Book Cover, "The AIDS Epidemic," 1983, anthology of a NYC symposium
"As of mid-April 1983, 1,339 people have been diagnosed as having AIDS. Five hundred and five cases were fatal. In New York City alone, there have been 595 cases, with 228 deaths. But even as the disaster escalated, the organized medical community was strangely absent. When a fatal infection [later identified as Legionella] had struck down veterans attending an American Legion convention, health professionals around the country joined in the search for a solution. When women using tampons became ill with toxic shock syndrome, medical societies and research centers immediately focused their enormous talents on the problem. But when the victims were drug addicts and poor Haitian refugees and homosexual men, their plight did not, somehow, seem as significant to those expected to speak for the health professions. No major research programs were announced, and until it became clear that the disease would spread to the general population through blood transfusions, organized medicine seemed part of the curious conspiracy of silence."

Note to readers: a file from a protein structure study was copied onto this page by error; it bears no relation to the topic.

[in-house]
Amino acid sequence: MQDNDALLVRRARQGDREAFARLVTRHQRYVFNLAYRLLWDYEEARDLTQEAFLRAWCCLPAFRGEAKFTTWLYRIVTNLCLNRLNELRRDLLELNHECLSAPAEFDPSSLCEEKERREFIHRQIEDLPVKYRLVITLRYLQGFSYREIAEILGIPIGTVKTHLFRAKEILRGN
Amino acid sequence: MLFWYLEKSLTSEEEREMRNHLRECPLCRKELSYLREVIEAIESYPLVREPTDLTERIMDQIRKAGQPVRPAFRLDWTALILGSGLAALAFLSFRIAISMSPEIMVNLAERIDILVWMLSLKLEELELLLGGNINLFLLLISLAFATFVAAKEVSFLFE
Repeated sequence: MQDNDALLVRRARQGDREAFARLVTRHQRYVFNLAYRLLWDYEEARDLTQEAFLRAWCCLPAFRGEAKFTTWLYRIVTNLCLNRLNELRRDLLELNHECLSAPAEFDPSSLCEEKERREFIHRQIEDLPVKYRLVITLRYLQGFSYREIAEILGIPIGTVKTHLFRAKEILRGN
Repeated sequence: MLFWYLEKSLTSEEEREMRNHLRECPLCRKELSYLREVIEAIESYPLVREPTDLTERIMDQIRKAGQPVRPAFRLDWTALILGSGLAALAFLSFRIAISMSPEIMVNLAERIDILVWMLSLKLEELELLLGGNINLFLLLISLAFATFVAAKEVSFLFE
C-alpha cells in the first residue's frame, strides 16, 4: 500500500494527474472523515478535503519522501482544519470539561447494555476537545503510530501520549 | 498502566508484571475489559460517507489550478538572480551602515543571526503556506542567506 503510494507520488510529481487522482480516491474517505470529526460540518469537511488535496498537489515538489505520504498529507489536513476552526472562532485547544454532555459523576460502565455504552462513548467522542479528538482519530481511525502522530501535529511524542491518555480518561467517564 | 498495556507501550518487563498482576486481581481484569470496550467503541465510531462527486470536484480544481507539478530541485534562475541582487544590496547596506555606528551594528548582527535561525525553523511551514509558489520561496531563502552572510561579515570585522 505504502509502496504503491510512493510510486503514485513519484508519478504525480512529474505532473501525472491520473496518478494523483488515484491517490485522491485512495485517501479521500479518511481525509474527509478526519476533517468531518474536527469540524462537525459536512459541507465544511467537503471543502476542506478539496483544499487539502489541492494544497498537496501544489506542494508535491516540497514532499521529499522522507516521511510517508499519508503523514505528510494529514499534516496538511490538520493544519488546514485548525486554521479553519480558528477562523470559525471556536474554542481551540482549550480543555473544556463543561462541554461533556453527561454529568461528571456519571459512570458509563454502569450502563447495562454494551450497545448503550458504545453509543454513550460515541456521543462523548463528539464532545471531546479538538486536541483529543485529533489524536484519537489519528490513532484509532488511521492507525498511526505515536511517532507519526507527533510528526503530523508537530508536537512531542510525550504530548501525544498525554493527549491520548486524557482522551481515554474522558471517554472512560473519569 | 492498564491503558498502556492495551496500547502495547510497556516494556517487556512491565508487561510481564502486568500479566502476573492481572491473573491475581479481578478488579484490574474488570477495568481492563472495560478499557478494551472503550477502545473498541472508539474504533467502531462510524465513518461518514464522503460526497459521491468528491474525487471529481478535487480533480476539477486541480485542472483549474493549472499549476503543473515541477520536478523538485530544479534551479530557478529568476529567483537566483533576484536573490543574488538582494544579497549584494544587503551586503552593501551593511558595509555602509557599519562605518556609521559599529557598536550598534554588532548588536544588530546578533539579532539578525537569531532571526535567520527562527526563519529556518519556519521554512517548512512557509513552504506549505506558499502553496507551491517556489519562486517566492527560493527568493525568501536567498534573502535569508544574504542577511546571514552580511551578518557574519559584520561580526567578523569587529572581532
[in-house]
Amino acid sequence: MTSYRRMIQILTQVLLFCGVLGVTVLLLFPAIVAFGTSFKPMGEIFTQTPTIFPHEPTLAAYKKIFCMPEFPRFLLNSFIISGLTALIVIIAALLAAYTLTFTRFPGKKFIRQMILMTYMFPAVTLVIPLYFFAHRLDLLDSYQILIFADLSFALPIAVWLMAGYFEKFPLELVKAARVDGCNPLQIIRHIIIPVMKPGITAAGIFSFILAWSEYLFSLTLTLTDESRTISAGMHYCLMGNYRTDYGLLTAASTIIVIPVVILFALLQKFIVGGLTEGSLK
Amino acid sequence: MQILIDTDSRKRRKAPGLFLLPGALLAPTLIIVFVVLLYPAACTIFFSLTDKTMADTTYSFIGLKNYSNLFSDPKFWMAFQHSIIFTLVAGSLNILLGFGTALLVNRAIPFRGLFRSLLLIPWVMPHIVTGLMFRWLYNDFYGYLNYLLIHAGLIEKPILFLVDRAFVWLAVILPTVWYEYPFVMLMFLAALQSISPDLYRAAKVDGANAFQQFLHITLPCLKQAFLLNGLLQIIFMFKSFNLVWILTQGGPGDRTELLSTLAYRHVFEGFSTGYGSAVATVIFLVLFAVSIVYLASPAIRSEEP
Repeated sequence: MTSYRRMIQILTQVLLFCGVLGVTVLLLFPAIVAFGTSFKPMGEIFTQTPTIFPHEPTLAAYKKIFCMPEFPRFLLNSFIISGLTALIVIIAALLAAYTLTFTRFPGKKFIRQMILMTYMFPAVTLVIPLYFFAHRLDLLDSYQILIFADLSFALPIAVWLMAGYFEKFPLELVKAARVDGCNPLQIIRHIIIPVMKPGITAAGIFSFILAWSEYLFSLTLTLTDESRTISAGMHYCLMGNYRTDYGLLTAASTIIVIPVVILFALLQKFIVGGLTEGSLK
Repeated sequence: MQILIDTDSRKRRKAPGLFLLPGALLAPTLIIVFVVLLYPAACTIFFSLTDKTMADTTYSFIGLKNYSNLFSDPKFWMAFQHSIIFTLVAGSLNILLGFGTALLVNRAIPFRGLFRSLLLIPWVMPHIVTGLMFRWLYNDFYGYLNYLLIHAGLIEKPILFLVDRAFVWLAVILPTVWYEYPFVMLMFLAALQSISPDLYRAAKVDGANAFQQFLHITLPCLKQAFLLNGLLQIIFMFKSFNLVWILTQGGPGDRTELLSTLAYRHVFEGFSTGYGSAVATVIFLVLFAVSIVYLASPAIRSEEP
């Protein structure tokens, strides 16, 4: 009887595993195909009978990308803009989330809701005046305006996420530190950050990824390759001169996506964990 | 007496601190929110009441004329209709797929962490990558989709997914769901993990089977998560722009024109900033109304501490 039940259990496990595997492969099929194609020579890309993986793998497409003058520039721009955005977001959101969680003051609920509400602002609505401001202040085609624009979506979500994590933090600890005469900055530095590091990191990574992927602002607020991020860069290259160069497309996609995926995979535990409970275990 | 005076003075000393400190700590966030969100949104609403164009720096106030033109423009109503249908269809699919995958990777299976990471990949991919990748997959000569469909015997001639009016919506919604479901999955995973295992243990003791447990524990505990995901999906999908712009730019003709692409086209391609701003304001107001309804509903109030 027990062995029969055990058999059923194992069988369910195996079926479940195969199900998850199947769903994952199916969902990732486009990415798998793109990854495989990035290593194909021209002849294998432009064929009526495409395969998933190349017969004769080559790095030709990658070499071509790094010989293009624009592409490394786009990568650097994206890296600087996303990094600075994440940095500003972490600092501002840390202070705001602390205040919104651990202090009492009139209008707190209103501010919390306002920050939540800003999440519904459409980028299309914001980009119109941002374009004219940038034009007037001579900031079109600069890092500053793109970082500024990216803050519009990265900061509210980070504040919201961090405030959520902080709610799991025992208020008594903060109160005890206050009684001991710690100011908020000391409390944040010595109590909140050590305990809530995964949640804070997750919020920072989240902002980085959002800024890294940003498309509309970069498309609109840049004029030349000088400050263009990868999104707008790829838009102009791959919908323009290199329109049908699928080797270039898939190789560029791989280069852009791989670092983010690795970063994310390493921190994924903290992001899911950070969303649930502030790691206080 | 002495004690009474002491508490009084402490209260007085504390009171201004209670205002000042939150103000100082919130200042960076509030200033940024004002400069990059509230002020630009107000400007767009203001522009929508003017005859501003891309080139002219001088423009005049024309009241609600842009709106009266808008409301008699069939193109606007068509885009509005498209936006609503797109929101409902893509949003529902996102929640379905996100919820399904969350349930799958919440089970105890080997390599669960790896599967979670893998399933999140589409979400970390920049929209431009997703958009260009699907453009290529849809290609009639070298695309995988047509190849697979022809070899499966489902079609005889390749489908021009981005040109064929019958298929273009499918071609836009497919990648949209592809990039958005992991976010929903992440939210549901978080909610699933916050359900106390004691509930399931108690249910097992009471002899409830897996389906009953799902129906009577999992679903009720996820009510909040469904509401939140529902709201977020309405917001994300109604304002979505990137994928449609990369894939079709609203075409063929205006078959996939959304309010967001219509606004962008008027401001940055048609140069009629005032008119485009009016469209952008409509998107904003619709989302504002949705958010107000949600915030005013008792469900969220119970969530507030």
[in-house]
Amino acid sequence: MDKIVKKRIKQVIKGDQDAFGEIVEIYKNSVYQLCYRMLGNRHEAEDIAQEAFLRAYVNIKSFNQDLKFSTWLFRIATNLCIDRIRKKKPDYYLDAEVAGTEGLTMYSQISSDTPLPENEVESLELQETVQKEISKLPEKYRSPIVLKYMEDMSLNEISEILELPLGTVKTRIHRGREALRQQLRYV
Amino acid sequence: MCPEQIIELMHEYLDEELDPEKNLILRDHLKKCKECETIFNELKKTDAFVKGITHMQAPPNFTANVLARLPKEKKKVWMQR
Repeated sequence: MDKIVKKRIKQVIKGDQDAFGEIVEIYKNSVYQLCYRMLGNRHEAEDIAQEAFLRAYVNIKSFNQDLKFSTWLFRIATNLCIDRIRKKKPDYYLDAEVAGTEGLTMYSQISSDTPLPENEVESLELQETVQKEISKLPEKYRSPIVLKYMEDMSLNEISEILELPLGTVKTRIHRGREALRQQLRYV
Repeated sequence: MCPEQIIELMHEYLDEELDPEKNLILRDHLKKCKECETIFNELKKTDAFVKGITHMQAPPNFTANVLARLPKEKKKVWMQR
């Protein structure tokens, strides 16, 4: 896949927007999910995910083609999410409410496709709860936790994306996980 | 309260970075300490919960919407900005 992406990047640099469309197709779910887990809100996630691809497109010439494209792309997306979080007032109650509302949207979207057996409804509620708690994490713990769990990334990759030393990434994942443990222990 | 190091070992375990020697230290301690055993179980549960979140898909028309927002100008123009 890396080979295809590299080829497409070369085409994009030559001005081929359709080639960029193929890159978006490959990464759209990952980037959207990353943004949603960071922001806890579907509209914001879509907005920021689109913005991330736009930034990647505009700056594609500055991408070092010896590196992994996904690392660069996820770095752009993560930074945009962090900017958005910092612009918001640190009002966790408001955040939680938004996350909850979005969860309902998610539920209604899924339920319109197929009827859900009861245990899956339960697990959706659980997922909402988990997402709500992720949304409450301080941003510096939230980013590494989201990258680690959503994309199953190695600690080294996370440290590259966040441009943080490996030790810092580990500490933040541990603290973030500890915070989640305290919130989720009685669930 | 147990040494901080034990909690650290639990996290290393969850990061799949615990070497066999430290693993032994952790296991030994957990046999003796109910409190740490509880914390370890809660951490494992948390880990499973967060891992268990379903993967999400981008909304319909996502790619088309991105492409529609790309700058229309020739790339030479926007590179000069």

- Kevin M. Cahill, M.D., editor, "Preface: The Evolution of an Epidemic"